‘Law & Order: Los Angeles’: For Whom the Bell Tolls

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It was a nice convergence of Hollywood and the real world: On the same day the Los Angeles Times hauled in a Pulitzer Prize for exposing (alleged) breathtaking corruption by public officials running Bell, one of the small satellite cities that ring L.A., ‘LO:LA’ took a go with a fictionalized version of the sadly nonfiction story.

By the way, how do the lawyers at NBC let ‘Law & Order’ get away with that ridiculous disclaimer at the beginning of each episode, in which the claim is that the characters on the show do not depict actual people? Granted, there are no dead bodies in the real-life story (none that we know about yet, at least), but I’m guessing there is a disgraced ex-police chief, ex-city manager and ex-others from the little city of Bell that might disagree after seeing last night’s episode.

I digress. The episode took us to the make-believe land of East Pasadena, where public officials have been running a smooth little shakedown scam on landscapers, plumbers and other contractors. A new employee finds out about the hustle and, in short order, ends up dead. After a brief detour focusing on the employee’s boyfriend, Morales and Jaruszalski get wise to the shenanigans in the bucolic, white picket fence community.

If you read the post on last week’s show, you know that, for one night at least, I had been transformed from hater into a giddy, gushing fan. So, I went into Monday night’s show hoping Dick Wolf and his writing team –- with their reshuffled cast and the ever-potent motivation that comes from the threat of getting the ax -– had managed to put together another superb show. What we got, I think, was something akin to a slice of day-old pizza: not exciting, per se, but still edible.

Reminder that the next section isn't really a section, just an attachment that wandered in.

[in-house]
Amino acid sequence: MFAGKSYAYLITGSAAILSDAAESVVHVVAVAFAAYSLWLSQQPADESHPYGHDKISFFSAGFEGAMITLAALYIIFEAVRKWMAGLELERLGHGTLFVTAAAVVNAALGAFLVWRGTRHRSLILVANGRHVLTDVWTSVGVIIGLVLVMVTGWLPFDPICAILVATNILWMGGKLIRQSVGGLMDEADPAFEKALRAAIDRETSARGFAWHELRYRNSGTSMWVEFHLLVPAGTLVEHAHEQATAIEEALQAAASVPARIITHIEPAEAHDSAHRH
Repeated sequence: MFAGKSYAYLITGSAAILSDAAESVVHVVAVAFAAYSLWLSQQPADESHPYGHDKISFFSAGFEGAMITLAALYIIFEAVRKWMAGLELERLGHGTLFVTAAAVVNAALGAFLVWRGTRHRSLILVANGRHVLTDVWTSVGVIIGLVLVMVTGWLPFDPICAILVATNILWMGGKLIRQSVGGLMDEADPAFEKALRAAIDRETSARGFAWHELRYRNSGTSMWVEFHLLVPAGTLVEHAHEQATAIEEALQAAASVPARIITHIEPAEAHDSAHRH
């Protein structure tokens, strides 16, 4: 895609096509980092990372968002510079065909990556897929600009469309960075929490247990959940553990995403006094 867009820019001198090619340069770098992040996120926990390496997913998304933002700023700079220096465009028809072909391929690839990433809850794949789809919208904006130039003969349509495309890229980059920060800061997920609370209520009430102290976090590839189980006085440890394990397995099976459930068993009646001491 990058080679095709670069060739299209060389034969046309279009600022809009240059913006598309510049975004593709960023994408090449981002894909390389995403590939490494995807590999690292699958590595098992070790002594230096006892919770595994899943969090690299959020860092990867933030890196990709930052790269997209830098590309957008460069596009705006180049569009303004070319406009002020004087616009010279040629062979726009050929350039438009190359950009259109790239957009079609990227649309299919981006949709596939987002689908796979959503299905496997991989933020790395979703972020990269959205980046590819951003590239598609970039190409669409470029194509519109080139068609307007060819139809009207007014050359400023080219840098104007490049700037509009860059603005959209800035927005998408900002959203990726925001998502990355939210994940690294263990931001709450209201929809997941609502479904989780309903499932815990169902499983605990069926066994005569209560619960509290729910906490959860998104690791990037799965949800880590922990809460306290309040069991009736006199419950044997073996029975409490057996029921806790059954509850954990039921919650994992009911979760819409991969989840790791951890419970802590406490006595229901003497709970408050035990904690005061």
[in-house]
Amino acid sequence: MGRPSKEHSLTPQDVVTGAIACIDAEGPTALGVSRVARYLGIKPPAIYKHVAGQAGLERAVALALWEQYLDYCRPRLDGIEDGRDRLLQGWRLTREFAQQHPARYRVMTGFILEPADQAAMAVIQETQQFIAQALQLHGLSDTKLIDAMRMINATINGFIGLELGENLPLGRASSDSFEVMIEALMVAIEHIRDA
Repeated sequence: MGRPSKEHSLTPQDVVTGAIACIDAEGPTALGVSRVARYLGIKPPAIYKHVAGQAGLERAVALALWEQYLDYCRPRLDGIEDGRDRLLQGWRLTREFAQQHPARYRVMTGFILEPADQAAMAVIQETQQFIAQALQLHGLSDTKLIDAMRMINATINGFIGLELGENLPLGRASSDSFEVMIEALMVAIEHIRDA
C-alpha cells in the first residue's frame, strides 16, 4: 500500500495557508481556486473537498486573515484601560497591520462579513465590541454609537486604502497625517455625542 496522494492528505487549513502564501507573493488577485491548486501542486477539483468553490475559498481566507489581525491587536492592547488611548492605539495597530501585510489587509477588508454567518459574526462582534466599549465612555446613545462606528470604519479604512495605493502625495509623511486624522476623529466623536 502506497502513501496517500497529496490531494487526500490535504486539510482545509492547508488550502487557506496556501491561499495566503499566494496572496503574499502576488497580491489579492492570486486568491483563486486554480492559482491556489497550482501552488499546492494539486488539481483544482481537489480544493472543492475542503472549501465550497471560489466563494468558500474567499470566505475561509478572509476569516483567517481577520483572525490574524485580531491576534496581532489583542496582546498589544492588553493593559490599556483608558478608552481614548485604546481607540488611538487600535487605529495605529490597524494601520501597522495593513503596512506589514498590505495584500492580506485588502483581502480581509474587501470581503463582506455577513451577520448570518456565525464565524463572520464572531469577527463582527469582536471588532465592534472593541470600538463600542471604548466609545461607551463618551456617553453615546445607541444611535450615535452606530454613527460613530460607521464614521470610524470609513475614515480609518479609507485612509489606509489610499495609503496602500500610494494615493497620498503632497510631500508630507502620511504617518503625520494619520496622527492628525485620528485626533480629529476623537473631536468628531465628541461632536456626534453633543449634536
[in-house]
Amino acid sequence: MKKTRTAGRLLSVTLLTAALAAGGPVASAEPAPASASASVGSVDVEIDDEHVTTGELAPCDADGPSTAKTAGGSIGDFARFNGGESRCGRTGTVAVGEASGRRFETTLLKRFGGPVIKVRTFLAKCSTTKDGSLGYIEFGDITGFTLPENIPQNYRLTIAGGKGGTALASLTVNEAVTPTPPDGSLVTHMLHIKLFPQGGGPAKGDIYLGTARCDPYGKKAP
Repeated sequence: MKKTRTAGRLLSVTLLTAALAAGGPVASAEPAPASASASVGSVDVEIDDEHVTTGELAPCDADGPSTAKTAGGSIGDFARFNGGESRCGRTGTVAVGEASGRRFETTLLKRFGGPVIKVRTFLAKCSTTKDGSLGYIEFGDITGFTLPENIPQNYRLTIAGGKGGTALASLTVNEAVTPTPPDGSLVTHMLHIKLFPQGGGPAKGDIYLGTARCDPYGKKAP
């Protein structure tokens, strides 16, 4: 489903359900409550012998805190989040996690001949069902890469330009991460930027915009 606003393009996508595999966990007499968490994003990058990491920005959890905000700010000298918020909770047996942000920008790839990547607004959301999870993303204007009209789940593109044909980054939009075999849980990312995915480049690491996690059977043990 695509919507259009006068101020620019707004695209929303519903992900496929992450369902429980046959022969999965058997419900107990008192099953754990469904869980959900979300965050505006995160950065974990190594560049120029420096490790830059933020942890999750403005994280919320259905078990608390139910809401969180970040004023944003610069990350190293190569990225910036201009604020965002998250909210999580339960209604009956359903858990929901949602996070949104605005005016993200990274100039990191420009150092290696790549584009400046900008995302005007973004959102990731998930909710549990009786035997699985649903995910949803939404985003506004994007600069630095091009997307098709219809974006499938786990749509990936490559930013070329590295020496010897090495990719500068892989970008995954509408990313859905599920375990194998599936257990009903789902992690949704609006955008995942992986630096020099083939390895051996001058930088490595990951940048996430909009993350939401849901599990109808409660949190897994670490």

Let’s be clear –- the episode was still worlds better than the schlock being passed off as entertainment before the show went on hiatus. The plot had a sharp enough hook to keep me tuned in for the whole hour. And the issue of whether Morales would consent to having his psychology report made public, while farfetched, was original. But, as they did in earlier episodes, the writing team tried to shove too many characters and plot twists into the hour. As a result we spend quite a bit of time getting to know characters who ultimately are peripheral and not building any real connection to the actual killer (spoiler alert for DVRers out there: the police chief did it).

I know the formula has worked for him for decades, and who the heck am I to critque, but I think Wolf should consider a radical change to the architecture of ‘Law & Order’ next year. (Assuming he gets another year). Instead of cramming the entire crime, investigation and legal battle into one hour, why not break each story line into two episodes? Let the detectives have an hour to chase the bad guys, get viewers hooked, and then bring them back the next week for an hour of legal theatrics.

Otherwise I think ‘LO:LA’ episodes are going to continue to feel thin and rushed more often than not.

-- Joel Rubin